With regards to the comments - I've done a quick overview of some other newspaper mobile versions for a blog post later in the week, and I noticed that none of them carry their UGC on their mobile versions either. There doesn't seem to be any business drivers across the industry to do that so far - proportionally on a mobile page a lengthy comment thread will have a much greater impact on page-weight, packet data download times, and ultimately, billing for users.

The design is fairly decent - accommodating mobile constraints while still being on brand. But I question the use of animated gif banners at the top - not only as they are annoying and take up (in my view) too much space but they can't be good for bandwidth either.

Absolutely there are devices less web savvy - but I would argue that those devices need a different site to the site you're aiming at smartphones with desktop or near desktop browsers. Part of the issue with the Guardian site is that it tries to conflagate the same user experience for people with iPhones as people with £30 PAYG Nokias, when they're completely different devices. The iPhone market needs a site that is either special or just the main site to work (ideally just the main site with 100% of the content and it's page layout shifted round ever so slightly so the main content hubs display nicely - but a very minor change in the spreadsheet). The site as is is still arguably too content heavy for the cheap Nokia, which really doesn't want anything more than RSS headlines and football scores (and would probably be quite well served with "GO TO LIVE SCORES" as the main hyperlink at the top of the page).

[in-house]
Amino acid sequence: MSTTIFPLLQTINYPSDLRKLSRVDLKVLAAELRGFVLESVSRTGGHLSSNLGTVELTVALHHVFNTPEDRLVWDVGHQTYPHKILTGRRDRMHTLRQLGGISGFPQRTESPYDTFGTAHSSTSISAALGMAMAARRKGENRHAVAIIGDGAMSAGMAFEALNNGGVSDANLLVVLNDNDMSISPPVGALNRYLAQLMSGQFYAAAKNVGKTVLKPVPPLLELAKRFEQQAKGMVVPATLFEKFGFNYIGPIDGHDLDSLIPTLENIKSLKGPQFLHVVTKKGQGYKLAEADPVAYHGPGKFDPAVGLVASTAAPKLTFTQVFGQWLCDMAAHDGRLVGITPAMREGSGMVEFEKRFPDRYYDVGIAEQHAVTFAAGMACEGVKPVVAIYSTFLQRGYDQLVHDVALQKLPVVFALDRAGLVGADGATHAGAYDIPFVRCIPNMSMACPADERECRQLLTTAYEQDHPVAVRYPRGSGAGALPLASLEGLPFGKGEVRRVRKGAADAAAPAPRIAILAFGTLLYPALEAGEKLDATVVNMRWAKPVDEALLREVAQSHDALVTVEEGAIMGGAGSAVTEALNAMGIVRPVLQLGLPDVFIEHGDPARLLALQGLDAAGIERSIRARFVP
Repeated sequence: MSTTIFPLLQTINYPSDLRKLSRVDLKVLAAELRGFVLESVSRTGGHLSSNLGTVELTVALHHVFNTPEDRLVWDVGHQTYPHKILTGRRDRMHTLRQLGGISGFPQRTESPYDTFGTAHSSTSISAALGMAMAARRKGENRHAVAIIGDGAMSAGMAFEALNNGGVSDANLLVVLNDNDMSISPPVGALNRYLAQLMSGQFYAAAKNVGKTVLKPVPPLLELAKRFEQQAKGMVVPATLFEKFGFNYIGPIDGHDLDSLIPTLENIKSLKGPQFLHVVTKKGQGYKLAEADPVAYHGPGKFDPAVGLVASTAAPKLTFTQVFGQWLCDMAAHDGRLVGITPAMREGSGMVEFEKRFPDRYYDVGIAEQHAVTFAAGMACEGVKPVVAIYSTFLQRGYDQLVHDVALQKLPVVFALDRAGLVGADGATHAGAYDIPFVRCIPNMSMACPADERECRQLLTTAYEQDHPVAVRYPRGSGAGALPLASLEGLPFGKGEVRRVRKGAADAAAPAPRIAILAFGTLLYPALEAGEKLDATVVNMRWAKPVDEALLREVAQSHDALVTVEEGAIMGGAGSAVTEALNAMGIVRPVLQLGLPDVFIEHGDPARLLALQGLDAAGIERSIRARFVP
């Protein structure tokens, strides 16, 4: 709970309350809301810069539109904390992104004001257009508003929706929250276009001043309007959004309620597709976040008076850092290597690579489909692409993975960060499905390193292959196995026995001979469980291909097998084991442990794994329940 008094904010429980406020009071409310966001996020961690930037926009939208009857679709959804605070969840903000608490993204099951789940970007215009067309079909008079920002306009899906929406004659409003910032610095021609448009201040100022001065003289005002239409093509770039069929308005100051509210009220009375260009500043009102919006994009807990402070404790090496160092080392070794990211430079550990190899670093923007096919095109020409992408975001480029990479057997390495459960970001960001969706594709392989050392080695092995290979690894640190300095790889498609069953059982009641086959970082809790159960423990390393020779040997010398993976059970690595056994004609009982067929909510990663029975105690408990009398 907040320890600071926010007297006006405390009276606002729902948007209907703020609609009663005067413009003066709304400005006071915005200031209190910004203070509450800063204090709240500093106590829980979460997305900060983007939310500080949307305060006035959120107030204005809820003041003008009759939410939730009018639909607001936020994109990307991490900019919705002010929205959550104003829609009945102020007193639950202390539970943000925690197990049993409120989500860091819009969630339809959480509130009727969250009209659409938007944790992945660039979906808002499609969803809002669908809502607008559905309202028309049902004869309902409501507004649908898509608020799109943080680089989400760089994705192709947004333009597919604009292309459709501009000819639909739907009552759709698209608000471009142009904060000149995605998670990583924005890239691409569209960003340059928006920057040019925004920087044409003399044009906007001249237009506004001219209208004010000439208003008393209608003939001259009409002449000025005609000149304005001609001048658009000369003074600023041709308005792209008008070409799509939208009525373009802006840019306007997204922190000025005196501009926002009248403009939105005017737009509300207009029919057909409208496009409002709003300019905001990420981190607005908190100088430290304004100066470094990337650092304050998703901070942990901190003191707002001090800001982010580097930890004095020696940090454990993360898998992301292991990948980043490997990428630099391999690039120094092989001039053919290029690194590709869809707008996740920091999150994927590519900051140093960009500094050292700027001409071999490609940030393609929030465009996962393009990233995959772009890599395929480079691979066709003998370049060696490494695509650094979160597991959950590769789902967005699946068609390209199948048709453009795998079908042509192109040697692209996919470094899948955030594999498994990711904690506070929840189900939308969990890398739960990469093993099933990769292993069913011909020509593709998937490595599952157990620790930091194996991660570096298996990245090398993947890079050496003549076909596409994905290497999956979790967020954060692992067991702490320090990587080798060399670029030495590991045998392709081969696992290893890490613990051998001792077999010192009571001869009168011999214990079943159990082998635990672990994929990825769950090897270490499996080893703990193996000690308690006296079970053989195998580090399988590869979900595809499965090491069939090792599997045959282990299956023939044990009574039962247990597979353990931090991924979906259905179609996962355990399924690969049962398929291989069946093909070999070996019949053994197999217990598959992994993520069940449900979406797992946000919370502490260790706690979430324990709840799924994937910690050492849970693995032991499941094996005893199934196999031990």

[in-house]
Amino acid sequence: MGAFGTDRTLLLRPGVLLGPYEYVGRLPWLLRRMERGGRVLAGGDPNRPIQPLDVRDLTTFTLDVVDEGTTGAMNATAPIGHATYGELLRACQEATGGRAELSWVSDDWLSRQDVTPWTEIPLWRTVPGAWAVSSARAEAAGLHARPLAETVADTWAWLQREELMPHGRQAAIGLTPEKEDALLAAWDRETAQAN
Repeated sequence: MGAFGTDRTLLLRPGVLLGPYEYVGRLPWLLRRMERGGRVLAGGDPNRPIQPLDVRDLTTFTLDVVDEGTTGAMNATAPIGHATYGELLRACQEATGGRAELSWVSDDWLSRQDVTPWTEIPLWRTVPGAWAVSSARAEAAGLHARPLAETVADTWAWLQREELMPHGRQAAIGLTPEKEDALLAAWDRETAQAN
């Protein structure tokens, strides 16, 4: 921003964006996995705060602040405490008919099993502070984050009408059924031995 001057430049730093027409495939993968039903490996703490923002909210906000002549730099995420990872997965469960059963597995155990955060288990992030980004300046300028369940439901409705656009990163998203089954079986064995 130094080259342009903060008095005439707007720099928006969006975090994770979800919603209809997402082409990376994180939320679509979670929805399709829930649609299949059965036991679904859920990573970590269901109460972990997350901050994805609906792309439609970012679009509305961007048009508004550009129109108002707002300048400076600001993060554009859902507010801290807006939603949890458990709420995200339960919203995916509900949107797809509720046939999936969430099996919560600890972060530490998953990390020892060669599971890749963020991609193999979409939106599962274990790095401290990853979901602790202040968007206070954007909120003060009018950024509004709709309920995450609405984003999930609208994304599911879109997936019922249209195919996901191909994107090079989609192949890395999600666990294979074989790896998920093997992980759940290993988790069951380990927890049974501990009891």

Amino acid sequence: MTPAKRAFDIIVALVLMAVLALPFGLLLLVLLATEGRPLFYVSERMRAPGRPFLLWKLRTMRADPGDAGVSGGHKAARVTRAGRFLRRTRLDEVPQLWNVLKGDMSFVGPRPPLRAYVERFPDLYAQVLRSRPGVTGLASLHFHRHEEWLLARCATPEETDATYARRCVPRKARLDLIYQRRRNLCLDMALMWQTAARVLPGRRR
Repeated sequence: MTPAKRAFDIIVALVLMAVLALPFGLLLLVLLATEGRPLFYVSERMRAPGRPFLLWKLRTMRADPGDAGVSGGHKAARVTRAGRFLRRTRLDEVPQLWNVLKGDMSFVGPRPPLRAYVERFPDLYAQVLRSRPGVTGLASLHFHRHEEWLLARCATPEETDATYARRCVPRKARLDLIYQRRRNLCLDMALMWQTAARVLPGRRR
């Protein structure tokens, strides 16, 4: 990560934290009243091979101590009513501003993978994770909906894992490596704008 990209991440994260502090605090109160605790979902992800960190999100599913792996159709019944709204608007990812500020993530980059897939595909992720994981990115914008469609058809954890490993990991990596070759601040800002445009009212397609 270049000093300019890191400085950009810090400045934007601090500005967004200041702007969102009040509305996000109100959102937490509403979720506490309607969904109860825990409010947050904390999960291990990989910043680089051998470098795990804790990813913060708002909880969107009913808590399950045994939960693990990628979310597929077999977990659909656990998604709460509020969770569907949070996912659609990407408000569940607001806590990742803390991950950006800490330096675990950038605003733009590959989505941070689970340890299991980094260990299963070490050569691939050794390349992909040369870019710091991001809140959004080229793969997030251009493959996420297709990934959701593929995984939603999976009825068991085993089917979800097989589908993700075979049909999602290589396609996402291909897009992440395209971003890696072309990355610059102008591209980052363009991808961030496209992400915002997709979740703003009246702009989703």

This hybrid doesn't serve anyone very well.

And the other newspaper sites might well not have their comments on their mobile sites - but the fundamental difference is, because they don't use Pluck, their comments display fine on the main site, and there's nothing to stop people with higher end phones going to the main site if they have the patience/wi-fi. Smartphone users can't do that on the Guardian site, because the main site is so badly coded and fundamentally broken.

Keep up to date on my new blog